The need for canning arose in the 18th century and was first initiated by France, which offered a prize to anyone who would think of the best and most economical way to preserve food other than the standard pickling or drying. Nicolas Appert was the first to develop a patent in 1809, using sealed glass jars. His invention was upgraded by Peter Durand, an Englishman who used tins as a more convenient packaging. Seafood was one of the first canned foods. As a highly perishable product, it was ideal for canning as it allowed people to eat seafood further inland.

Sardines were a top contender for canning, and the first tins were packed in 1834 in Nantes, France, which fueled their popularity and expansion. Despite fluctuations over the years, sardines are still one of the most common canned fish, and their popularity is expected to grow.

Both Fish Are Great For Canning, But They Are Processed Differently

canning sardines
canning sardines - Manel Subirats/Getty Images

Anchovies and sardines are some of our favorite fish to eat from a tin, but they don't use the same preservation method to get to the tin, which affects the taste, texture, and final appearance. The process of canning sardines starts with freshly caught fish that needs to be delivered to the factory as soon as possible. The fish is then graded and sorted, based on size and quality, before it's thoroughly cleaned. The next step is to wash the fish and steam or blanch it. This removes excess moisture and ensures that flesh remains firm and does not fall apart. The fish is then canned in brine, olive oil, or tomato sauce, occasionally with spices and veggies. Producers can choose whether to can the whole fish, remove the head, or just pack fillets. Once sealed, the cans are sterilized and chilled.

Processing anchovies also starts with fresh fish that's distributed to the factories. Workers then salt it, remove the heads and guts, and leave the fish to rest layered with sea salt. After several months — though some producers opt for longer curing — the fish will lose some moisture, and it'll be time to wash off the salt, remove the bones and the skin, pack the fillets in tins, and douse them in oil. Though we mainly talk about tins, anchovies are also frequently packaged in glass jars.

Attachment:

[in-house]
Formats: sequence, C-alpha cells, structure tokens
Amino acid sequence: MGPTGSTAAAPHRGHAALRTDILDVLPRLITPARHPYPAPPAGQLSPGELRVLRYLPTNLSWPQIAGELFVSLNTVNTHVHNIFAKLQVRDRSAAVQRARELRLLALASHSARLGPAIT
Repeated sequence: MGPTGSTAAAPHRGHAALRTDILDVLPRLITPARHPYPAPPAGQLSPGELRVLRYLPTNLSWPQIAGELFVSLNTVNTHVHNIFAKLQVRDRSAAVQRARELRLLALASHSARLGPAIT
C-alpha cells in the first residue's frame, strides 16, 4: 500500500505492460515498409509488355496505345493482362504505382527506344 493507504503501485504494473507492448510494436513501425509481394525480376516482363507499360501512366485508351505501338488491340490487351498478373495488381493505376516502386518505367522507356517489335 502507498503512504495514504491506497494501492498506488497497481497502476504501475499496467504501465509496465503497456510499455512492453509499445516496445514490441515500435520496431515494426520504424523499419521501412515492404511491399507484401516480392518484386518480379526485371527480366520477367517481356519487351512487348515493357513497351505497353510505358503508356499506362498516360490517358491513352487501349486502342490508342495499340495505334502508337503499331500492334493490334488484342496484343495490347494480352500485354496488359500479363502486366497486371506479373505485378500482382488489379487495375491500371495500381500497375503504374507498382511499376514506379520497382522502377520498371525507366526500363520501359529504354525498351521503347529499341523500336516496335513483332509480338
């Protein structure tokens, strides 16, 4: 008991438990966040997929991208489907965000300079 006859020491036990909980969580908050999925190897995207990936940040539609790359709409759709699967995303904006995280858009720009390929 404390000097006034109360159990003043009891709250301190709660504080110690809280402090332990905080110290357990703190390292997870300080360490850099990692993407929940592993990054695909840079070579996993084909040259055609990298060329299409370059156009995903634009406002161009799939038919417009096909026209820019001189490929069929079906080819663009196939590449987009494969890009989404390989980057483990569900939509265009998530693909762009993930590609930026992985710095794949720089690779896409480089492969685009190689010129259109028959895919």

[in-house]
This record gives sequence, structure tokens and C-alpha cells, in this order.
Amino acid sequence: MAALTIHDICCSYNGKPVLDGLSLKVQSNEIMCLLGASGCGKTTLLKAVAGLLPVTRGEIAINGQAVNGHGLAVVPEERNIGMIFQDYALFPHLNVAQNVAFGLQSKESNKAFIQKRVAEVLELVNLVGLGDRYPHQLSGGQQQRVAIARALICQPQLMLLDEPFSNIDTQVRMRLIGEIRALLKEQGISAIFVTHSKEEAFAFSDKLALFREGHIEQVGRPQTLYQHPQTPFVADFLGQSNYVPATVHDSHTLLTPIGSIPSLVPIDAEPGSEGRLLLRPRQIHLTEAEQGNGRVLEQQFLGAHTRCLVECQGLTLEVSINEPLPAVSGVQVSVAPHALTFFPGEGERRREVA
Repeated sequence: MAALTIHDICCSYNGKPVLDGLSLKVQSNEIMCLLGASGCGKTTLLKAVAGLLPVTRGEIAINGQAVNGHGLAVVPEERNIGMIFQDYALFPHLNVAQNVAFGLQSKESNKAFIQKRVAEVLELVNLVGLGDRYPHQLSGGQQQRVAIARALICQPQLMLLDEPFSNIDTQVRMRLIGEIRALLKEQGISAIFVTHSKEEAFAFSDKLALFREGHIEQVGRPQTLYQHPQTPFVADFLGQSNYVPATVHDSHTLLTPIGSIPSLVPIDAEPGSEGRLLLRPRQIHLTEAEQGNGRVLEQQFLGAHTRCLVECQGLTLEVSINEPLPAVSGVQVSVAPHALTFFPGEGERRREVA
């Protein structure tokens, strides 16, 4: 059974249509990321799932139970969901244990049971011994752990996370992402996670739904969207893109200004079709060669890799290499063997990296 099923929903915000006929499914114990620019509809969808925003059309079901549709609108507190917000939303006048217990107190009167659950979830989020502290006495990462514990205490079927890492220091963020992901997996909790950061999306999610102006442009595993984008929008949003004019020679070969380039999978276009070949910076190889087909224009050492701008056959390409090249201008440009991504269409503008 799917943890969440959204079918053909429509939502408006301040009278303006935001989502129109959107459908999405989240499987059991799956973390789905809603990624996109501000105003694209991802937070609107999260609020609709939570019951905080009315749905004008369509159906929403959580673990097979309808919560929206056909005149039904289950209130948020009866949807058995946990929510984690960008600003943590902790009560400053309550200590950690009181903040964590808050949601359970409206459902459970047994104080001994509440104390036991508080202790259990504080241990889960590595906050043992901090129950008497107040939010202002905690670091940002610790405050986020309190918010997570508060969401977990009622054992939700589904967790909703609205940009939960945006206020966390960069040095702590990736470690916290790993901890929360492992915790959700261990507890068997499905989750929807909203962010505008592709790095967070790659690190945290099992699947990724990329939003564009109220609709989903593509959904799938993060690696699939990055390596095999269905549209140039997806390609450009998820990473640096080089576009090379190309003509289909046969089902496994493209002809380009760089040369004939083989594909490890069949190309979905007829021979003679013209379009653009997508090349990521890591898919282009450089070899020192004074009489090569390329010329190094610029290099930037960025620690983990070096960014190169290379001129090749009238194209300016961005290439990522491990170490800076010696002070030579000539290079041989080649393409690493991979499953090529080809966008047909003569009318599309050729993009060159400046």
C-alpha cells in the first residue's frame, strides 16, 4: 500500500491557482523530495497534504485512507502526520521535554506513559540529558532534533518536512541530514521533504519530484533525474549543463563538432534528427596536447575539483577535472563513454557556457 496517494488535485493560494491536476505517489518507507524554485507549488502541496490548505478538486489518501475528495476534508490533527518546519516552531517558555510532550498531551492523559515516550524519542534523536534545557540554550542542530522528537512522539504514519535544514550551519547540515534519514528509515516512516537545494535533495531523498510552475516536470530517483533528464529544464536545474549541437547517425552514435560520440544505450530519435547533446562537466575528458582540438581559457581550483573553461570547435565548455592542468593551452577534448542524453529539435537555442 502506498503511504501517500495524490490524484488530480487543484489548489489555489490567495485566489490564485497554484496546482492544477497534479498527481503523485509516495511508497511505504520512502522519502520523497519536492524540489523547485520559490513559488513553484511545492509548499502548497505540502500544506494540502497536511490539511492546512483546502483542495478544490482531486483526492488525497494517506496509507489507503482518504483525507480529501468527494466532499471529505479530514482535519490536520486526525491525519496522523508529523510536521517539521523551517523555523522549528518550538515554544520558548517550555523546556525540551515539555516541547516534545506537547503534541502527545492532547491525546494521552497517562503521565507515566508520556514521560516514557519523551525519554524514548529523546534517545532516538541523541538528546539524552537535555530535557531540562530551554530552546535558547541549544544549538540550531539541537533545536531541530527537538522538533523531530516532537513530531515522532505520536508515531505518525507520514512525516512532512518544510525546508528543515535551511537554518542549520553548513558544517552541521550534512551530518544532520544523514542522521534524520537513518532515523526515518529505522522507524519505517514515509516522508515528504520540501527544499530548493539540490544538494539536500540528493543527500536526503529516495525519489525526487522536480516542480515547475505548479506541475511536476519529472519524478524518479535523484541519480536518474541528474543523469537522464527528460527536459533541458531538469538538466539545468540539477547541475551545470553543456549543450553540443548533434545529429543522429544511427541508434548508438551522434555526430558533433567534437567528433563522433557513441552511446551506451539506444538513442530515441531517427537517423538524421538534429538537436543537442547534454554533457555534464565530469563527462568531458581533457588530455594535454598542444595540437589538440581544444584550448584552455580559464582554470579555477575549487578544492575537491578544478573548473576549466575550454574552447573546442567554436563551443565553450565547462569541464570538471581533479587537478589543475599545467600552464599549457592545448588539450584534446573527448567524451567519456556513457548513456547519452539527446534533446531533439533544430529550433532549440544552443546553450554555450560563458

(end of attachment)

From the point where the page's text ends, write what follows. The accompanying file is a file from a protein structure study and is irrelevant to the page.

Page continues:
They Taste Different

cured anchovies
cured anchovies - Andrii Pohranychnyi/Getty Images

As sardines and anchovies are different fish species that are usually processed differently, you can't expect them to have the same flavors. With sardines, the flavor will mainly depend on the processing technique. Freshly cooked sardines have soft, tender, and often flaky meat with a mild flavor that does not come off as too briny or fishy. Canned sardines have similar qualities, but the meat can be slightly softer, and the taste, depending on the processing, can be a bit stronger than what you'd find in fresh varieties. The flavor of canned sardines will also depend on the canning liquid and whether the fish has been skinned. Overall, sardines are not too pungent or overpowering and are an easy and affordable way to incorporate more fish into your diet.

Anchovies are a different story. As the oil or salt-cured version is the one you'll mostly come across, expect strong flavors from this tiny fish. Though it's difficult to precisely illustrate their complex taste, you can expect a medley of savory, salty, and earthy flavors and an umami quality that can be transformative in various dishes. Anchovy flavor probably won't agree with everyone, but some will love and appreciate its robust character and pungent kick. Preserved anchovies will usually have a very soft texture that easily breaks apart. Spanish-style anchovies preserved in vinegar are another popular variety, with a subtly acidic and slightly milder flavor. You can easily recognize them for their distinctive white color.